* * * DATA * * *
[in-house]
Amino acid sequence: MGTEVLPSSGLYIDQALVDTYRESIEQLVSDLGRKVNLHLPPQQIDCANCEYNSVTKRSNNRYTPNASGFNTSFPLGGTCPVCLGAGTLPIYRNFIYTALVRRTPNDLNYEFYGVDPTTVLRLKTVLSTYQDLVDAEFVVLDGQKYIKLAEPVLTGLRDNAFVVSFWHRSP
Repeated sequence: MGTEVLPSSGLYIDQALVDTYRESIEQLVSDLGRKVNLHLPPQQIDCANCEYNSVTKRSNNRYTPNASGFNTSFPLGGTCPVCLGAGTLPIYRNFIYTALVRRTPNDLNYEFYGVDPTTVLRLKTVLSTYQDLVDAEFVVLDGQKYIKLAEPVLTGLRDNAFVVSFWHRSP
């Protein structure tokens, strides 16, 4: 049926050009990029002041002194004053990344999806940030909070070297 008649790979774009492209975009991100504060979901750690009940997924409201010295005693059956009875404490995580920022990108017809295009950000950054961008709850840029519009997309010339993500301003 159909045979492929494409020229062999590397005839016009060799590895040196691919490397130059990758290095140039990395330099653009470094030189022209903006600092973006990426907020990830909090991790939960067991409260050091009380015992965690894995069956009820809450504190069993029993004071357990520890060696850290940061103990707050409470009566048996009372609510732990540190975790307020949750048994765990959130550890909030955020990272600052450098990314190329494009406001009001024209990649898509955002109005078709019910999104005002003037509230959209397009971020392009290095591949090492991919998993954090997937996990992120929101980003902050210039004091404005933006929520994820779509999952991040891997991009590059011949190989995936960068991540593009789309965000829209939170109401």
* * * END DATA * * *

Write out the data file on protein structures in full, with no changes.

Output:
[in-house]
Amino acid sequence: MGTEVLPSSGLYIDQALVDTYRESIEQLVSDLGRKVNLHLPPQQIDCANCEYNSVTKRSNNRYTPNASGFNTSFPLGGTCPVCLGAGTLPIYRNFIYTALVRRTPNDLNYEFYGVDPTTVLRLKTVLSTYQDLVDAEFVVLDGQKYIKLAEPVLTGLRDNAFVVSFWHRSP
Repeated sequence: MGTEVLPSSGLYIDQALVDTYRESIEQLVSDLGRKVNLHLPPQQIDCANCEYNSVTKRSNNRYTPNASGFNTSFPLGGTCPVCLGAGTLPIYRNFIYTALVRRTPNDLNYEFYGVDPTTVLRLKTVLSTYQDLVDAEFVVLDGQKYIKLAEPVLTGLRDNAFVVSFWHRSP
């Protein structure tokens, strides 16, 4: 049926050009990029002041002194004053990344999806940030909070070297 008649790979774009492209975009991100504060979901750690009940997924409201010295005693059956009875404490995580920022990108017809295009950000950054961008709850840029519009997309010339993500301003 159909045979492929494409020229062999590397005839016009060799590895040196691919490397130059990758290095140039990395330099653009470094030189022209903006600092973006990426907020990830909090991790939960067991409260050091009380015992965690894995069956009820809450504190069993029993004071357990520890060696850290940061103990707050409470009566048996009372609510732990540190975790307020949750048994765990959130550890909030955020990272600052450098990314190329494009406001009001024209990649898509955002109005078709019910999104005002003037509230959209397009971020392009290095591949090492991919998993954090997937996990992120929101980003902050210039004091404005933006929520994820779509999952991040891997991009590059011949190989995936960068991540593009789309965000829209939170109401």